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Android AsyncTask ListView – JSON

by Francesco Azzola, January 3, 2013
Topics covered

Android Listview

Custom adapter

AsyncTask: HTTP connection to populate a listview

Many times we need to populate a Listview using an AsyncTask. This is the case when we have to invoke a remote server and exchange information using JSON.
In this post i want to go a bit deeper in the ListView analysis . In the previous posts, i described how to use ListView in several ways using standard and custom adapters. In all the example i've supposed to have a fixed items set. In this post i will describe how it is possible to retrieve items directly from JEE Server.
To make things simple let’s suppose we have a simple JEE server that manages some contacts. Our contact is made by: name, surname, email and phone number. How to make this server is out of the scope of this post and i will simply make available the source code. Just to give you some details, i can say that the server is a JEE server developed using RESTFul webservices (in our case jersey api).
In this case, the app behaves like a client that invokes the remove service to get the contacts list and show it using the ListView. The data passed from the server to the client is formatted using JSON.
As always we start creating our custom adapter, that uses a custom layout. If you need more information about creating a custom adapter you can give a look here and here. Here’s the code:

public class SimpleAdapter extends ArrayAdapter<Contact> {
    
    private List<Contact> itemList;
    private Context context;
        
    public SimpleAdapter(List<Contact> itemList, Context ctx) {
        super(ctx, android.R.layout.simple_list_item_1, itemList);
        this.itemList = itemList;
        this.context = ctx;        
    }
    
    public int getCount() {
        if (itemList != null)
            return itemList.size();
        return 0;
    }

    public Contact getItem(int position) {
        if (itemList != null)
            return itemList.get(position);
        return null;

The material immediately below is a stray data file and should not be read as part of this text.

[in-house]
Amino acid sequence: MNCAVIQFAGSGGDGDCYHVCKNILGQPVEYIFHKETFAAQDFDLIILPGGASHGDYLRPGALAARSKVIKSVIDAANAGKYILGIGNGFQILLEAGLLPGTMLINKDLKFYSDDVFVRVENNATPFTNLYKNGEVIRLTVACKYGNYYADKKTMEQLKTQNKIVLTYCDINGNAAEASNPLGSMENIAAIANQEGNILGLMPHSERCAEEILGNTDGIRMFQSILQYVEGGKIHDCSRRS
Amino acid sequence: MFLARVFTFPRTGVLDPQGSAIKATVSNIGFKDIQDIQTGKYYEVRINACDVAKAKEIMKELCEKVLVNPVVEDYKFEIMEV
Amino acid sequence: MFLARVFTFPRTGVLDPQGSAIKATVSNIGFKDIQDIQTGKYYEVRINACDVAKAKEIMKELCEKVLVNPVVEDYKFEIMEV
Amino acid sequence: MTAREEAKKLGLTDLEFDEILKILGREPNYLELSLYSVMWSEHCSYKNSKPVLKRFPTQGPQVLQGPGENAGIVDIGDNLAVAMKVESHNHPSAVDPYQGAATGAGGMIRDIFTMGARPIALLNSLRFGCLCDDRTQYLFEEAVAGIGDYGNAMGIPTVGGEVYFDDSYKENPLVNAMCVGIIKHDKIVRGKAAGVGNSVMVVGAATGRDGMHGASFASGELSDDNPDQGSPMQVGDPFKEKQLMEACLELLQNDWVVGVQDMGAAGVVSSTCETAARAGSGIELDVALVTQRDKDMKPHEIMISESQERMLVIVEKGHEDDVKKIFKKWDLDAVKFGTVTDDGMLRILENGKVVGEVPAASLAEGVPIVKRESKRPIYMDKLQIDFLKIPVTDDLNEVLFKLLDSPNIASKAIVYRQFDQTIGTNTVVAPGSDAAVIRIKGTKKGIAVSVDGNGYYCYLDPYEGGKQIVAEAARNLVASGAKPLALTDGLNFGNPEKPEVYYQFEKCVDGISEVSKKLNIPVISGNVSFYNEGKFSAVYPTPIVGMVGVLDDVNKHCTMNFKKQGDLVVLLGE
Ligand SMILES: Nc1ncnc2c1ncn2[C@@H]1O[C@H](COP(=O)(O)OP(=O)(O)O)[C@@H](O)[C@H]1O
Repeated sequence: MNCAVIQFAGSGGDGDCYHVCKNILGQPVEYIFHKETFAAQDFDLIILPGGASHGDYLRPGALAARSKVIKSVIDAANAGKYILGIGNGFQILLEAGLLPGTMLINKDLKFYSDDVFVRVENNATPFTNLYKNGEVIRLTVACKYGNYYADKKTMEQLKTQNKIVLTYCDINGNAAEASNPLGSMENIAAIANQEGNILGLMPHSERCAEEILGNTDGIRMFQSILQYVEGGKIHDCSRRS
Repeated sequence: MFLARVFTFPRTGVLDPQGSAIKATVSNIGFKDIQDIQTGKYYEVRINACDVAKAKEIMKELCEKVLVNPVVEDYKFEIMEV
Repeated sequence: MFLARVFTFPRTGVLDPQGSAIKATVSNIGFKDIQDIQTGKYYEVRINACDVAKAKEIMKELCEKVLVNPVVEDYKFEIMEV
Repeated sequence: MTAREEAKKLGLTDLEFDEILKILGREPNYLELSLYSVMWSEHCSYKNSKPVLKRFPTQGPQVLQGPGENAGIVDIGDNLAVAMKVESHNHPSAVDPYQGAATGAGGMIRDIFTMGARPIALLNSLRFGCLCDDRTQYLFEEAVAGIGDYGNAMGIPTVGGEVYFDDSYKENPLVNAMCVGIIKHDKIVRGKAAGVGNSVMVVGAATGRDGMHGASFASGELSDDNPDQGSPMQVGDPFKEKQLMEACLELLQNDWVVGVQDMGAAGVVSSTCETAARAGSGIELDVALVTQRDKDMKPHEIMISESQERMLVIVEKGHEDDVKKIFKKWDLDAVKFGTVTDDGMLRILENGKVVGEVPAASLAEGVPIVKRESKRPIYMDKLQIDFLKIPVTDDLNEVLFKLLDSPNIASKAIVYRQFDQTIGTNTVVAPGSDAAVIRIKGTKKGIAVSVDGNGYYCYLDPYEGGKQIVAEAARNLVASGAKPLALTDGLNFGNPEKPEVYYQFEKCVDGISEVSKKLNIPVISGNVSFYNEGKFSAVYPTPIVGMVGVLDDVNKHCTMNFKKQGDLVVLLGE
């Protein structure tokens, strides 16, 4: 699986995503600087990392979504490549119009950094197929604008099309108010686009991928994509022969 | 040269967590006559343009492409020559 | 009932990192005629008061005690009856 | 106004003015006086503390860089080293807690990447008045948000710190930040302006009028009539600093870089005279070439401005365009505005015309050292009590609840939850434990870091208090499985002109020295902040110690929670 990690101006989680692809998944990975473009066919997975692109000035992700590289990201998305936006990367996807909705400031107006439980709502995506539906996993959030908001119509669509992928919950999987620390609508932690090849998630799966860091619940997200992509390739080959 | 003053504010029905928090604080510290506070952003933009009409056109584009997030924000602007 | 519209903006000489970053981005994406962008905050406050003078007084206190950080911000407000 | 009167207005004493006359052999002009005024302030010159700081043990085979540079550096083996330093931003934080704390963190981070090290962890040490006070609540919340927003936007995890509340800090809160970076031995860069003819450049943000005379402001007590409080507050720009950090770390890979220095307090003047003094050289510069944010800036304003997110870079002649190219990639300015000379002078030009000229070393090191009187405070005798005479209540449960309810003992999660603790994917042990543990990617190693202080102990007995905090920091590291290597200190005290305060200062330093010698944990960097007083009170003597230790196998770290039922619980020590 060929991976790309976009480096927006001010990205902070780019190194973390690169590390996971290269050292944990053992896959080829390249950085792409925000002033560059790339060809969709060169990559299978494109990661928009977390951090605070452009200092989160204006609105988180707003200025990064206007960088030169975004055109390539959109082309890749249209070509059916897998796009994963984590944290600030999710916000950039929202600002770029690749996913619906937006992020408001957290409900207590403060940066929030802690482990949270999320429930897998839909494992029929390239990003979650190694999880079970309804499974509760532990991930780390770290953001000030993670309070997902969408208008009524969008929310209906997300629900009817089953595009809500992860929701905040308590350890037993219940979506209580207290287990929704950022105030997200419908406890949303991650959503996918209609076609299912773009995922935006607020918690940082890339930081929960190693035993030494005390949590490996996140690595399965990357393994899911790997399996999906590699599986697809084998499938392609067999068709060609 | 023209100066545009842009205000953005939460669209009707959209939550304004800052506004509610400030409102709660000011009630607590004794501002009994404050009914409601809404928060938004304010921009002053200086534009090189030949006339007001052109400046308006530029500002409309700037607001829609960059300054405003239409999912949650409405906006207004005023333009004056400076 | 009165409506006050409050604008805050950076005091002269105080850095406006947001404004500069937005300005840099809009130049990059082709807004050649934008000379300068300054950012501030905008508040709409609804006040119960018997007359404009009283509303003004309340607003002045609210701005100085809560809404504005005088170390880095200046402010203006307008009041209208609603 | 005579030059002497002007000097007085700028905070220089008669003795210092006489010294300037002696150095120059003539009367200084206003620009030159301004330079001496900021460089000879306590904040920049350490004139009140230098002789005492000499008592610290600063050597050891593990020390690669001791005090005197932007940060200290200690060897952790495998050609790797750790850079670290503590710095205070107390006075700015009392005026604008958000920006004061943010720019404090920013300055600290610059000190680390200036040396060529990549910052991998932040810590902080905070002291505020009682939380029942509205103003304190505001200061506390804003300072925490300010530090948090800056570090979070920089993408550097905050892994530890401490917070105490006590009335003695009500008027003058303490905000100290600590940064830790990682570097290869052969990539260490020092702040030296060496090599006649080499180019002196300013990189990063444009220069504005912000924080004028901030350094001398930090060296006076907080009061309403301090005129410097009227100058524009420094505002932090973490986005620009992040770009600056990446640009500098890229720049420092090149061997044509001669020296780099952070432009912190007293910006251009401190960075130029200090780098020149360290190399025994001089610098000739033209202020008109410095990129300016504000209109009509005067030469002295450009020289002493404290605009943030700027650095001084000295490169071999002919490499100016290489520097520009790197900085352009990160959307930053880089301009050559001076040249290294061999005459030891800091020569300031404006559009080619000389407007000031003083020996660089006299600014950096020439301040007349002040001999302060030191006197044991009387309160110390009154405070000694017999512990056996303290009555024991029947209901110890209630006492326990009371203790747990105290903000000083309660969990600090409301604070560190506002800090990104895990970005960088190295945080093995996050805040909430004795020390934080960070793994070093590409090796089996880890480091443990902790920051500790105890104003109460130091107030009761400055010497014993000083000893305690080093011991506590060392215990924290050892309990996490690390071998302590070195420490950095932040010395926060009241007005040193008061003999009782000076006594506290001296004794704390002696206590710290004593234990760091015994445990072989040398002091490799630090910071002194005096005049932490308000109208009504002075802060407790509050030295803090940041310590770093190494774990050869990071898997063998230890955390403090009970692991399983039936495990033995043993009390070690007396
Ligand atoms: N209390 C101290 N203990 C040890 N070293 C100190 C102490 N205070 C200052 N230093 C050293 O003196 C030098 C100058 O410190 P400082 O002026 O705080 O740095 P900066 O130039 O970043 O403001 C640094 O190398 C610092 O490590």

}

    public long getItemId(int position) {
        if (itemList != null)
            return itemList.get(position).hashCode();
        return 0;
    }

    @Override
    public View getView(int position, View convertView, ViewGroup parent) {
        
        View v = convertView;
        if (v == null) {
            LayoutInflater inflater = (LayoutInflater) context.getSystemService(Context.LAYOUT_INFLATER_SERVICE);
            v = inflater.inflate(R.layout.list_item, null);
        }
        
        Contact c = itemList.get(position);
        TextView text = (TextView) v.findViewById(R.id.name);
        text.setText(c.getName());

        TextView text1 = (TextView) v.findViewById(R.id.surname);
        text1.setText(c.getSurname());

        TextView text2 = (TextView) v.findViewById(R.id.email);
        text2.setText(c.getEmail());

        TextView text3 = (TextView) v.findViewById(R.id.phone);
        text3.setText(c.getPhoneNum());

        return v;
        
    }

    public List<Contact> getItemList() {
        return itemList;
    }

    public void setItemList(List<Contact> itemList) {
        this.itemList = itemList;
    }

    
}

By now everything is smooth and easy.

HTTP Client


One thing we need to do is creating our HTTP client in order to make request to the JEE server. As we all know an HTTP request can require a long time before the answer is available, so we need to take this into the account so that Android OS won’t stop our application. The simplest thing to do is creating an AsyncTask that makes this request and waits for the response.

private class AsyncListViewLoader extends AsyncTask<String, Void, List<Contact>> {
    private final ProgressDialog dialog = new ProgressDialog(MainActivity.this);
    
    @Override